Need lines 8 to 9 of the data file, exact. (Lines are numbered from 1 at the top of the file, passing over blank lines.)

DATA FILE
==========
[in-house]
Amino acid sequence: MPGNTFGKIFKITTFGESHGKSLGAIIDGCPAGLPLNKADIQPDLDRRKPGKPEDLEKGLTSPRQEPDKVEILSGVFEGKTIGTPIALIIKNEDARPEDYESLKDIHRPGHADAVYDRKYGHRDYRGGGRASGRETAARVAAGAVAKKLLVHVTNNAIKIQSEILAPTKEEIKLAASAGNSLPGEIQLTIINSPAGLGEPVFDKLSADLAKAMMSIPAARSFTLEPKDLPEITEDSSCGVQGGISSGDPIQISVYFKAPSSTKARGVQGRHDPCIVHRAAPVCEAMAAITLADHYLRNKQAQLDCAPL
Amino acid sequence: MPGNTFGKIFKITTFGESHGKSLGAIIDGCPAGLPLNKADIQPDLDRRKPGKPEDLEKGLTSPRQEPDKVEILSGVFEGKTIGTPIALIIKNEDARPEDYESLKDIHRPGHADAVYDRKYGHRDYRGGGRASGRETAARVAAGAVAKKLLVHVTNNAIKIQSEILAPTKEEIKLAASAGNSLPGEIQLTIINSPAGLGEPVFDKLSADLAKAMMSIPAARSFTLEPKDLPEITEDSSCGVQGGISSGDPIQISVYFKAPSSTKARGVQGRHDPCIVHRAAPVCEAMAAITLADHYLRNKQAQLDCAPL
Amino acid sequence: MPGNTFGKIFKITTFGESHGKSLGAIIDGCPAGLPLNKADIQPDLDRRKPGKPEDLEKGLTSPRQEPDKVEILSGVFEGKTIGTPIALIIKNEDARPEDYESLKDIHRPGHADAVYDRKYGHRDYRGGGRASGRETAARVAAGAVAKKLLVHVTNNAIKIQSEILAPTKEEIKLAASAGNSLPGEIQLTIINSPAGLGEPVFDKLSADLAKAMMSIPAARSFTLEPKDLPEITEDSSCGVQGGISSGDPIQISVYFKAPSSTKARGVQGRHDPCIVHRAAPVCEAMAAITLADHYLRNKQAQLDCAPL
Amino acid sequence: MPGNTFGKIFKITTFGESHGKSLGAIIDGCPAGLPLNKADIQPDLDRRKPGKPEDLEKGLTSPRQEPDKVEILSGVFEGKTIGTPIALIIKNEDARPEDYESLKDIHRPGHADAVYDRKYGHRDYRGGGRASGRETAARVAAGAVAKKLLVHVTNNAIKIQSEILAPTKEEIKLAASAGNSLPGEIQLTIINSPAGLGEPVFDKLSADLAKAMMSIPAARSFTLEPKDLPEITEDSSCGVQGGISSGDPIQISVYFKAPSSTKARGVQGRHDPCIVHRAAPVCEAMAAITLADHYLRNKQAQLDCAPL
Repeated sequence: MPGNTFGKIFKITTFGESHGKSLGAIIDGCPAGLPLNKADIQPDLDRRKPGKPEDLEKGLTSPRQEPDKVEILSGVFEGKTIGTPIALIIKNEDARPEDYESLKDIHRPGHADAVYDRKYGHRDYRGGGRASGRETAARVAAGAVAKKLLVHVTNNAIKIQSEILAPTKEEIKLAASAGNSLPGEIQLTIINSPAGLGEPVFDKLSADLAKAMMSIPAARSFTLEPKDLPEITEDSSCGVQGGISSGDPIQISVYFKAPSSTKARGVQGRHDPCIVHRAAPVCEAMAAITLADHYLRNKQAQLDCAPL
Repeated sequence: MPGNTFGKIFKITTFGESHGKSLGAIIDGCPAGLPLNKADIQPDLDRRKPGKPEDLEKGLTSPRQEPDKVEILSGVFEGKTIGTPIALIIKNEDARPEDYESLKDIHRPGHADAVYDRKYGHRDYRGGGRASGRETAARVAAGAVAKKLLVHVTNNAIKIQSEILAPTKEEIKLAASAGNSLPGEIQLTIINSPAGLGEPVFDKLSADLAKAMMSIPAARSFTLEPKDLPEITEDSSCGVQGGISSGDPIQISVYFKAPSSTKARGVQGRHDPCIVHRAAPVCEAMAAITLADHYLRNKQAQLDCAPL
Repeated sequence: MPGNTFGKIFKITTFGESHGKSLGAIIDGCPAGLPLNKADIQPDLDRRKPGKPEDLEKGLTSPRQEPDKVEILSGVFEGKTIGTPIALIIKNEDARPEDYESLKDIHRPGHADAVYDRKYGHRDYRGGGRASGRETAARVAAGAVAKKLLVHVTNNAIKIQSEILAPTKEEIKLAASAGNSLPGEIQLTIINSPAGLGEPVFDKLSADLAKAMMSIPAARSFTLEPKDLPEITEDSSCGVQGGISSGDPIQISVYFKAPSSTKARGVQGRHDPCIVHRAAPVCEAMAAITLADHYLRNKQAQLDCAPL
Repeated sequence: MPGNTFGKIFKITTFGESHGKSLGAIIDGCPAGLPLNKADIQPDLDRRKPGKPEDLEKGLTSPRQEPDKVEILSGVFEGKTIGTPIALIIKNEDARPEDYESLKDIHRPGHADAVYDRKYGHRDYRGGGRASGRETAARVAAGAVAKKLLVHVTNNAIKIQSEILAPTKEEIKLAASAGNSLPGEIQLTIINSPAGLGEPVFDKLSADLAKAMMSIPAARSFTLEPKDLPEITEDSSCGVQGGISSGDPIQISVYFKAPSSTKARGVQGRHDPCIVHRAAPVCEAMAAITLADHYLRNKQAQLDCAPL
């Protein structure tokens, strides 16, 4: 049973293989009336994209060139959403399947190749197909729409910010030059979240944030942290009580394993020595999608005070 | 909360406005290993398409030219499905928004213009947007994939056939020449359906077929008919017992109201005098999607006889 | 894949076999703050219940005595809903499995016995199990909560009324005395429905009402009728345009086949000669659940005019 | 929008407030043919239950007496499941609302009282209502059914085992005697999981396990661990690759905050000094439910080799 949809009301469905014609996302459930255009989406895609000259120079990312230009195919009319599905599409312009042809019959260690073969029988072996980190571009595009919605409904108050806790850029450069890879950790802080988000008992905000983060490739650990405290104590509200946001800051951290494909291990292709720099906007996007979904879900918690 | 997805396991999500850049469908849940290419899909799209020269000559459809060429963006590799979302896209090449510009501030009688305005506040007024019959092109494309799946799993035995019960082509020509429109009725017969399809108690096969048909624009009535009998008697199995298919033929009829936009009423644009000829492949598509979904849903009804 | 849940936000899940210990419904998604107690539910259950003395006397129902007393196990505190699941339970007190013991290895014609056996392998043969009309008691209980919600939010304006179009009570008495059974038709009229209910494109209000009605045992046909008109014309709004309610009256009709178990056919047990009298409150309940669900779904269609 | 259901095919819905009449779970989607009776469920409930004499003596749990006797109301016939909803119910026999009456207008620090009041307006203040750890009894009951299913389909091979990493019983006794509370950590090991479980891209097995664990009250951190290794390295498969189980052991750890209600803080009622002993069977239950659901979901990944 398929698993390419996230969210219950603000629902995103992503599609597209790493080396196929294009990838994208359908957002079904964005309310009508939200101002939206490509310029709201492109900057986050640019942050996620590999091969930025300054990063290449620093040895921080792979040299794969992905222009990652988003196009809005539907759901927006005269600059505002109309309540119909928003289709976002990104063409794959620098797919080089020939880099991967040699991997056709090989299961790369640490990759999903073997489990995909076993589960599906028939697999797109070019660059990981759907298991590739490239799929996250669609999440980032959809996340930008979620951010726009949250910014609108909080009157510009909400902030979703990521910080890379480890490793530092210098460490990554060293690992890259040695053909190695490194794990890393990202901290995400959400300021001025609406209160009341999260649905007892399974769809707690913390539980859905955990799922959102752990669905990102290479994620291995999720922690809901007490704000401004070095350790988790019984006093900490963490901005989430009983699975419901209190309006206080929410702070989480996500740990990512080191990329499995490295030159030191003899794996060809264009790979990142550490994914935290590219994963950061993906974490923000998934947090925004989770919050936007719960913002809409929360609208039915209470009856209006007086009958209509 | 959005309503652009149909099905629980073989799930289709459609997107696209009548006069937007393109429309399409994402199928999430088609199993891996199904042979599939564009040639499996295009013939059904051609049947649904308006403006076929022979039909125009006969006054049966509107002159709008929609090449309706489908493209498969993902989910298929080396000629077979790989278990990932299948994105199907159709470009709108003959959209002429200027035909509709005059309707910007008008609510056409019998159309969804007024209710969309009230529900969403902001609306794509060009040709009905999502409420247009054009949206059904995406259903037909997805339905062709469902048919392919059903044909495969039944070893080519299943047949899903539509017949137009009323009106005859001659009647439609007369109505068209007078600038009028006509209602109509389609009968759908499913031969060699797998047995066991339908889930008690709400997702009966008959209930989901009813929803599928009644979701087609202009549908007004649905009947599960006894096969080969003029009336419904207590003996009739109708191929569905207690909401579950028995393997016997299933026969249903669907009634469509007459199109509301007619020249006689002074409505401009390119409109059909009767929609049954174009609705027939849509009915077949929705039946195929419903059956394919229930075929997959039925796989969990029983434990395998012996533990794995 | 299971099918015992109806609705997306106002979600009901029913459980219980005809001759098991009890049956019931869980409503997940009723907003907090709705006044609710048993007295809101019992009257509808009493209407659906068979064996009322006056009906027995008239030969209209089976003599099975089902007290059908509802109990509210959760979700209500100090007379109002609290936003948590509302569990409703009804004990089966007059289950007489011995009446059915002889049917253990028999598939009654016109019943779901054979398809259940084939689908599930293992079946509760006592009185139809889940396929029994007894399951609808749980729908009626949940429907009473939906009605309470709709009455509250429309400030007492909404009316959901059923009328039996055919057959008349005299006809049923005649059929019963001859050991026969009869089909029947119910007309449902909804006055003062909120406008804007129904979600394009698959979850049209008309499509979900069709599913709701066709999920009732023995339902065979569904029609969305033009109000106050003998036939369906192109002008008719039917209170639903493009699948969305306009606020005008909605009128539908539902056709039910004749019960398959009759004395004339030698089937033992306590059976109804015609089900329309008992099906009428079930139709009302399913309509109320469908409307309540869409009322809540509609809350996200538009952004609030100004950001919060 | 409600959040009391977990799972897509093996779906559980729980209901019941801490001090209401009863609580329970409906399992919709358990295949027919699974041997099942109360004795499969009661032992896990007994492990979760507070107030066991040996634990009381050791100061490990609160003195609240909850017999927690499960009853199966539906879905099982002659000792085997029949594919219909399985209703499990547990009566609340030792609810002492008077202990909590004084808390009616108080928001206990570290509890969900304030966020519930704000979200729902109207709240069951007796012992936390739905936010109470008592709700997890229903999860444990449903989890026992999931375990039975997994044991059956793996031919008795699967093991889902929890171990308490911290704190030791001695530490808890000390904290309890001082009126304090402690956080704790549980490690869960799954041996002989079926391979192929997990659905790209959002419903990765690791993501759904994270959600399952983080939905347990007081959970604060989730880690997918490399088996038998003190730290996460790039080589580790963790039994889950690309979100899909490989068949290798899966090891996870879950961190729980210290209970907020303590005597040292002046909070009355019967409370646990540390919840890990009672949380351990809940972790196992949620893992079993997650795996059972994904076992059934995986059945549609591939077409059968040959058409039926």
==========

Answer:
Repeated sequence: MPGNTFGKIFKITTFGESHGKSLGAIIDGCPAGLPLNKADIQPDLDRRKPGKPEDLEKGLTSPRQEPDKVEILSGVFEGKTIGTPIALIIKNEDARPEDYESLKDIHRPGHADAVYDRKYGHRDYRGGGRASGRETAARVAAGAVAKKLLVHVTNNAIKIQSEILAPTKEEIKLAASAGNSLPGEIQLTIINSPAGLGEPVFDKLSADLAKAMMSIPAARSFTLEPKDLPEITEDSSCGVQGGISSGDPIQISVYFKAPSSTKARGVQGRHDPCIVHRAAPVCEAMAAITLADHYLRNKQAQLDCAPL
Repeated sequence: MPGNTFGKIFKITTFGESHGKSLGAIIDGCPAGLPLNKADIQPDLDRRKPGKPEDLEKGLTSPRQEPDKVEILSGVFEGKTIGTPIALIIKNEDARPEDYESLKDIHRPGHADAVYDRKYGHRDYRGGGRASGRETAARVAAGAVAKKLLVHVTNNAIKIQSEILAPTKEEIKLAASAGNSLPGEIQLTIINSPAGLGEPVFDKLSADLAKAMMSIPAARSFTLEPKDLPEITEDSSCGVQGGISSGDPIQISVYFKAPSSTKARGVQGRHDPCIVHRAAPVCEAMAAITLADHYLRNKQAQLDCAPL